Intoxication by gamma hydroxybutyrate and related analogues: Clinical characteristics and comparison between pure intoxication and that combined with other substances of abuse.

Miró, Òscar; Galicia, Miguel; Dargan, Paul; Dines, Alison M; Giraudon, Isabelle; Heyerdahl, Fridtjof; Hovda, Knut E; Yates, Christopher; Wood, David M; Liakoni, Evangelia; Liechti, Matthias; Jürgens, Gesche; Pedersen, Carsten Boe; O'Connor, Niall; Markey, Gerard; Moughty, Adrian; Lee, Christopher; O'Donohoe, Patrick; Sein Anand, Jacek; Puiguriguer, Jordi; ... (2017). Intoxication by gamma hydroxybutyrate and related analogues: Clinical characteristics and comparison between pure intoxication and that combined with other substances of abuse. Toxicology letters, 277, pp. 84-91. Elsevier 10.1016/j.toxlet.2017.05.030

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OBJECTIVE To study the profile of European gamma-hydroxybutyrate (GHB) and gammabutyrolactone (GBL) intoxication and analyse the differences in the clinical manifestations produced by intoxication by GHB/GBL alone and in combination with other substances of abuse. METHOD We prospectively collected data on all the patients attended in the Emergency Departments (ED) of the centres participating in the Euro-DEN network over 12 months (October 2013 to September 2014) with a primary presenting complaint of drug intoxication (excluding ethanol alone) and registered the epidemiological and clinical data and outcomes. RESULTS We included 710 cases (83% males, mean age 31 years), representing 12.6% of the total cases attended for drug intoxication. Of these, 73.5% arrived at the ED by ambulance, predominantly during weekend, and 71.7% consumed GHB/GBL in combination with other substances of abuse, the most frequent additional agents being ethanol (50%), amphetamine derivatives (36%), cocaine (12%) and cannabis (8%). Among 15 clinical features pre-defined in the project database, the 3 most frequently identified were altered behaviour (39%), reduced consciousness (34%) and anxiety (14%). The severity ranged from mild cases requiring no treatment (308 cases, 43.4%) to severe cases requiring admission to intensive care (103 cases, 14.6%) and mechanical ventilation (49 cases, 6.9%). No deaths were reported. In comparison with only GHB/GBL consumption, patients consuming GHB/GBL with co-intoxicants presented more vomiting (15% vs. 3%, p<0.001) and cardiovascular symptoms (5.3% vs. 1.5%, p<0.05), a greater need for treatment (59.8% vs. 48.3%, p<0.01) and a longer ED stay (11.3% vs. 3.6% patients with ED stay >12h, p<0.01). CONCLUSIONS The profile of the typical GHB/GBL-intoxicated European is a young male, requiring care for altered behaviour and reduced level of consciousness, mainly during the weekend. The clinical features are more severe when GHB is consumed in combination with other substances of abuse.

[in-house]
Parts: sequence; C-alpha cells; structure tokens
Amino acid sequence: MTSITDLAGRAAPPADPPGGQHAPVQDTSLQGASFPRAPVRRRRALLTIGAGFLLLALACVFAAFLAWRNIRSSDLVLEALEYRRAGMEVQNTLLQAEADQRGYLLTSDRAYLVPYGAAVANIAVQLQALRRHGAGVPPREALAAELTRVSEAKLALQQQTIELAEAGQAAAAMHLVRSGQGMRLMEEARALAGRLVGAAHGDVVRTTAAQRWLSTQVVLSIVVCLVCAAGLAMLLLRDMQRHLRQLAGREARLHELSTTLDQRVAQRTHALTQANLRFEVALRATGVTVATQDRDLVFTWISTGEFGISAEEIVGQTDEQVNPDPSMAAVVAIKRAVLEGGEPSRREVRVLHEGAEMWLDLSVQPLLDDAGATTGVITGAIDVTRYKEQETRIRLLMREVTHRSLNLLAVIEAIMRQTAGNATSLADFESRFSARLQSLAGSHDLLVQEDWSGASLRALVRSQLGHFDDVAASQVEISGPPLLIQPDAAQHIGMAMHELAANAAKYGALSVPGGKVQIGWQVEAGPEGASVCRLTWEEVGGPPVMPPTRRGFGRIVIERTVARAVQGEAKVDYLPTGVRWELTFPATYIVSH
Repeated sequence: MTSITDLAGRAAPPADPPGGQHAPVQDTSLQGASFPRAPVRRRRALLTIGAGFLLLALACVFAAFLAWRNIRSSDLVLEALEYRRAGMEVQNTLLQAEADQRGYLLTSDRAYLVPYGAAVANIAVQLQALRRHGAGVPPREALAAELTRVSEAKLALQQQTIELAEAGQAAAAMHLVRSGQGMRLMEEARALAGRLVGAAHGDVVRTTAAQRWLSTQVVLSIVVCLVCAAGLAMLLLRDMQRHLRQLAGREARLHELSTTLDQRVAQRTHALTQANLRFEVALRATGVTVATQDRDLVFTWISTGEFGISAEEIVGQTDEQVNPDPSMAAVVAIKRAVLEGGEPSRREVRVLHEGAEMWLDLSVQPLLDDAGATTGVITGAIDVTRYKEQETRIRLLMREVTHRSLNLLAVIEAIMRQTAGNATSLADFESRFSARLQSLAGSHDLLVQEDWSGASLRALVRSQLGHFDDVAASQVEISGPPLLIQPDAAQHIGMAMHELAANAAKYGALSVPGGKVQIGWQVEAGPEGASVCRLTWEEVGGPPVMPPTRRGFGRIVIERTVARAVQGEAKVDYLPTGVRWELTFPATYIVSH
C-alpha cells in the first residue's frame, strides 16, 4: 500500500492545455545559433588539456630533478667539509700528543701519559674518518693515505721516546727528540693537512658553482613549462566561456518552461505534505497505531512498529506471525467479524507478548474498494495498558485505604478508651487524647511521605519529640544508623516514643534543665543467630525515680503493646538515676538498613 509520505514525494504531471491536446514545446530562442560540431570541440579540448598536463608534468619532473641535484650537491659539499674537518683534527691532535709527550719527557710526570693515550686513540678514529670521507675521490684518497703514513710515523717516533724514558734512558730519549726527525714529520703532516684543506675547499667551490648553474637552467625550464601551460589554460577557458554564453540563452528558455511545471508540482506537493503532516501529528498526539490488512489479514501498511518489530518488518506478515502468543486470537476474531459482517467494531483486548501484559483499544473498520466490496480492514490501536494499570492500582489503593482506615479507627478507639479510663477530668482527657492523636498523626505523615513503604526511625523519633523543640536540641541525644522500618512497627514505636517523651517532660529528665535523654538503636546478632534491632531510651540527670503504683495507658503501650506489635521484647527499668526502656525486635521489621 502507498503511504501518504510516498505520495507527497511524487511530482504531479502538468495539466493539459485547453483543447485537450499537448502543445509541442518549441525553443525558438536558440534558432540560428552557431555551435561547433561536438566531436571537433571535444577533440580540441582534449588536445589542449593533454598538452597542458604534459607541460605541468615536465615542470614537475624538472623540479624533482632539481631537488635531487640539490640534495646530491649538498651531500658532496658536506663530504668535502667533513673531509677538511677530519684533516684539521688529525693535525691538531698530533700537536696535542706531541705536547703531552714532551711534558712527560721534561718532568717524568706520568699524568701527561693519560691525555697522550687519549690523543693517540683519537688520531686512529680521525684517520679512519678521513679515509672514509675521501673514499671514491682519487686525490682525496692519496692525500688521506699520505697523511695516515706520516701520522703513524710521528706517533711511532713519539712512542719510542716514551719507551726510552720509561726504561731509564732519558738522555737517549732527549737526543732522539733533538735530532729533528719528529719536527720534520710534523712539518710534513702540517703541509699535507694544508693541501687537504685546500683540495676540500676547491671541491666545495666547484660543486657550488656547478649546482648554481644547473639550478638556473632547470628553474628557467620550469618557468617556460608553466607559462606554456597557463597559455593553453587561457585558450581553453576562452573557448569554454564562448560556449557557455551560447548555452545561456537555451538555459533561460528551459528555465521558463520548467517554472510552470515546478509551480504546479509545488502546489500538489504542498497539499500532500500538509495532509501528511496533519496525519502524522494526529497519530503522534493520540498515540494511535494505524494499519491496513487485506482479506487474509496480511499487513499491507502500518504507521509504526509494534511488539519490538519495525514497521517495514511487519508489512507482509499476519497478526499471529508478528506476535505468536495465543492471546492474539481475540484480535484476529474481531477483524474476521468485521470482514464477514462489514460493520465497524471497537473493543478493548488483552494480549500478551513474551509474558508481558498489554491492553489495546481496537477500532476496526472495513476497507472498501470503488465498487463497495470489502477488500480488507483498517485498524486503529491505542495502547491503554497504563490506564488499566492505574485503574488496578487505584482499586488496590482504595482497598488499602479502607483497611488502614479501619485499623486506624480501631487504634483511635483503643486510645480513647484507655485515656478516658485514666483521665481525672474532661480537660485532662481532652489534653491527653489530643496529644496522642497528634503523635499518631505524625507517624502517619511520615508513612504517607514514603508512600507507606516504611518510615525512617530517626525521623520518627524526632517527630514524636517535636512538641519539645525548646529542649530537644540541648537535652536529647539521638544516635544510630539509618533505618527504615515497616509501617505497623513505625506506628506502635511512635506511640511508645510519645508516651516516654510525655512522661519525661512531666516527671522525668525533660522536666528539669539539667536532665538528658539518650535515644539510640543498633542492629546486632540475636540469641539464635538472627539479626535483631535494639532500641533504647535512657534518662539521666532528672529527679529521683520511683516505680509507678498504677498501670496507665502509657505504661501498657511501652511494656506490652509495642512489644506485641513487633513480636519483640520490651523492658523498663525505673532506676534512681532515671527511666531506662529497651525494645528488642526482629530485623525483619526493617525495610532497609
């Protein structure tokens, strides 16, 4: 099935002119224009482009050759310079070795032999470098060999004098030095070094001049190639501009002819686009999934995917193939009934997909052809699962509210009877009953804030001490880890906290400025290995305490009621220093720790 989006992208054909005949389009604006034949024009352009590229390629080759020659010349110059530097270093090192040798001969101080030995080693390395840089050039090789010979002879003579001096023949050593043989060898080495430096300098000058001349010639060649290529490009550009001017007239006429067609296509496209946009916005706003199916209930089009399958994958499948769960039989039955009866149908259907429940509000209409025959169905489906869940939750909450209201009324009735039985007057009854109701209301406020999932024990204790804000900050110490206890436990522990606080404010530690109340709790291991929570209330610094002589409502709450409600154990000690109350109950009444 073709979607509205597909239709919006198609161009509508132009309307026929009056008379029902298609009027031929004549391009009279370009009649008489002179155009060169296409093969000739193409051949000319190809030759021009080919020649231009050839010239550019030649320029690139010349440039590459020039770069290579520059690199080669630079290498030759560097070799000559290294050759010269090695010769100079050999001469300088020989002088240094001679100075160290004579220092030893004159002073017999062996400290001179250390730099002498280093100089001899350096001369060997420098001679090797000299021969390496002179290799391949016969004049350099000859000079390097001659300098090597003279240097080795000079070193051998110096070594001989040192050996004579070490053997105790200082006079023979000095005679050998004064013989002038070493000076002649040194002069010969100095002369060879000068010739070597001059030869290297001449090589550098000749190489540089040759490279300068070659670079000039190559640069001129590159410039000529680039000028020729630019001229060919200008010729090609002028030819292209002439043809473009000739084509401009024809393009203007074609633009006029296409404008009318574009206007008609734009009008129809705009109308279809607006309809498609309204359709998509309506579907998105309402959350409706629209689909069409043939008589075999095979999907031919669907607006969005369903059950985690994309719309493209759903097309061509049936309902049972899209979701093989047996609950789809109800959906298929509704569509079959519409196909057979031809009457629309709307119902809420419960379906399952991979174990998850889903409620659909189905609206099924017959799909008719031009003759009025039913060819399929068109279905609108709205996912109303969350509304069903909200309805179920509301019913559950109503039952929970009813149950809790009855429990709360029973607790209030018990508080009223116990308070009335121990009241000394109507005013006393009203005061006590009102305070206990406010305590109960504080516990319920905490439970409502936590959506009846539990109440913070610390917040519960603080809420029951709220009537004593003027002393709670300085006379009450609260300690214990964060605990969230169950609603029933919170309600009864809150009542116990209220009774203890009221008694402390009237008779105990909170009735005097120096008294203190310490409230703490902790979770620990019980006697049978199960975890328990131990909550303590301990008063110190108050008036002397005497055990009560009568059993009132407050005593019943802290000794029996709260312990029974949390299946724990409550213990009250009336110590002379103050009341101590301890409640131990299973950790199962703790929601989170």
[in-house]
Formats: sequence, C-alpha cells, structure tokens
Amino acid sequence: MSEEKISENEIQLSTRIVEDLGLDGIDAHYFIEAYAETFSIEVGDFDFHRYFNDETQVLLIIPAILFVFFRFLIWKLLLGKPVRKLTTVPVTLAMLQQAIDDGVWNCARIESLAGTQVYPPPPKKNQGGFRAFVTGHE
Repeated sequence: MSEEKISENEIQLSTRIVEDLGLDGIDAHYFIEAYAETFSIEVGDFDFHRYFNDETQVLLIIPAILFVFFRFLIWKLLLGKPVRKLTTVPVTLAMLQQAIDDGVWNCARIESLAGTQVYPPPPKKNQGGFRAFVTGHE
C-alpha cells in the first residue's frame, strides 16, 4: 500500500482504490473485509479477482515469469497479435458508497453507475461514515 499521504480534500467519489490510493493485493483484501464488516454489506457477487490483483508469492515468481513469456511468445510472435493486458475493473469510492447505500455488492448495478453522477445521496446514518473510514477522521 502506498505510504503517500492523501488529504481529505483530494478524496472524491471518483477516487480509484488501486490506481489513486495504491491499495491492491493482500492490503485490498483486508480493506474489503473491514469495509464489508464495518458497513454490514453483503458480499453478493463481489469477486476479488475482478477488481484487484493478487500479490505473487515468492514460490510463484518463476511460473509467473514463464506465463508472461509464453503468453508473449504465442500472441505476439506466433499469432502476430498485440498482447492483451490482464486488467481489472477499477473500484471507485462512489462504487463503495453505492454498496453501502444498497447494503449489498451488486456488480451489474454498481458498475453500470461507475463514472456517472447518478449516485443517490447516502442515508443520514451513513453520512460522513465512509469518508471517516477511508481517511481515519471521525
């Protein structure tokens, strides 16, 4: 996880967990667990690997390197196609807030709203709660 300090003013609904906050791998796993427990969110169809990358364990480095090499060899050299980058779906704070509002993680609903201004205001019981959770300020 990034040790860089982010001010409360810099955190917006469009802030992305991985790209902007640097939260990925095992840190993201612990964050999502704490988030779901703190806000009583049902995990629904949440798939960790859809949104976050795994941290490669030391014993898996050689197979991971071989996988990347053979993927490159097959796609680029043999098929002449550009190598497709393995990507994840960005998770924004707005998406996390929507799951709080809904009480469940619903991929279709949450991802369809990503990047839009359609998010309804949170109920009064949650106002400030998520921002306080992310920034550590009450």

Item Type:

Journal Article (Original Article)

Division/Institute:

04 Faculty of Medicine > Department of General Internal Medicine (DAIM) > Clinic of General Internal Medicine

UniBE Contributor:

Liakoni, Evangelia

Subjects:

600 Technology > 610 Medicine & health

ISSN:

0378-4274

Publisher:

Elsevier

Language:

English

Submitter:

Christine Baumgartner

Date Deposited:

02 Sep 2019 16:29

Last Modified:

25 Oct 2019 19:50

Publisher DOI:

10.1016/j.toxlet.2017.05.030

PubMed ID:

28579487

Uncontrolled Keywords:

Drug abuse Emergency department GBL GHB Gamma-butyrolactone Gamma-hydroxybutyrate Intoxication

BORIS DOI:

10.7892/boris.123622

URI:

https://boris.unibe.ch/id/eprint/123622

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